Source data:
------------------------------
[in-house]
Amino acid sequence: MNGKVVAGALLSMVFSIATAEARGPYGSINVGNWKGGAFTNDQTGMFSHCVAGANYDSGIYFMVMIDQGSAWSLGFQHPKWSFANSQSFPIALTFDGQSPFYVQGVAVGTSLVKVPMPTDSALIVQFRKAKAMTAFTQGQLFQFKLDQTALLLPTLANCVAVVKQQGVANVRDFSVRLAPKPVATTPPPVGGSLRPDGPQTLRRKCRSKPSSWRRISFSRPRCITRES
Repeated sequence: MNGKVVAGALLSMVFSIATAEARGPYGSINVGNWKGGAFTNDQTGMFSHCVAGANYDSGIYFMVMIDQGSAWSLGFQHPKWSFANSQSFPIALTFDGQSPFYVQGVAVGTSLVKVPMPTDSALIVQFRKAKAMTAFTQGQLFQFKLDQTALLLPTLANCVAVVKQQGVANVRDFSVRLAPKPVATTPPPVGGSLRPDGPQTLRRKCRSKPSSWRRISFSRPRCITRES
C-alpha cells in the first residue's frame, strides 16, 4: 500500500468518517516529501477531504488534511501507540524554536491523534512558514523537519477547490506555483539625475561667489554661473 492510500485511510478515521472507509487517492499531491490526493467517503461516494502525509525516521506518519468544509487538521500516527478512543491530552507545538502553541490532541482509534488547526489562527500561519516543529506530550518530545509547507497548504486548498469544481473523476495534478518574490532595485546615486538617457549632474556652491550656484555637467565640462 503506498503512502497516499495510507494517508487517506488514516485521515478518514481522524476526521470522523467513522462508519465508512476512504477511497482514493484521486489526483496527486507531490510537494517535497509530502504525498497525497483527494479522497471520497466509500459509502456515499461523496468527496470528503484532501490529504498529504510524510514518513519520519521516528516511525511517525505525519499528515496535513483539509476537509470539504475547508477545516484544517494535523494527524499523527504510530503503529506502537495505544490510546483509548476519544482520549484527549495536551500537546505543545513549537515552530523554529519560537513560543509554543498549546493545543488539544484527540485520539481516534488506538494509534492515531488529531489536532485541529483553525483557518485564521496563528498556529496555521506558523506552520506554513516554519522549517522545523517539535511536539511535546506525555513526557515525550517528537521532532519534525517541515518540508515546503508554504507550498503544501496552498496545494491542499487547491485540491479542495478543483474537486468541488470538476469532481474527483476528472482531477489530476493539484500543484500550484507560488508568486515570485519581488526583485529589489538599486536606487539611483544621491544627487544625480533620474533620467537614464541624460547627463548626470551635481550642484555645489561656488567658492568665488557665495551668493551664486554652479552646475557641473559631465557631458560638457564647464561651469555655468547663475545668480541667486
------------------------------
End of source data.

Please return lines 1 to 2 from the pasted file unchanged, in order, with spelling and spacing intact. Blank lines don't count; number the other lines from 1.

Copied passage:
[in-house]
Amino acid sequence: MNGKVVAGALLSMVFSIATAEARGPYGSINVGNWKGGAFTNDQTGMFSHCVAGANYDSGIYFMVMIDQGSAWSLGFQHPKWSFANSQSFPIALTFDGQSPFYVQGVAVGTSLVKVPMPTDSALIVQFRKAKAMTAFTQGQLFQFKLDQTALLLPTLANCVAVVKQQGVANVRDFSVRLAPKPVATTPPPVGGSLRPDGPQTLRRKCRSKPSSWRRISFSRPRCITRES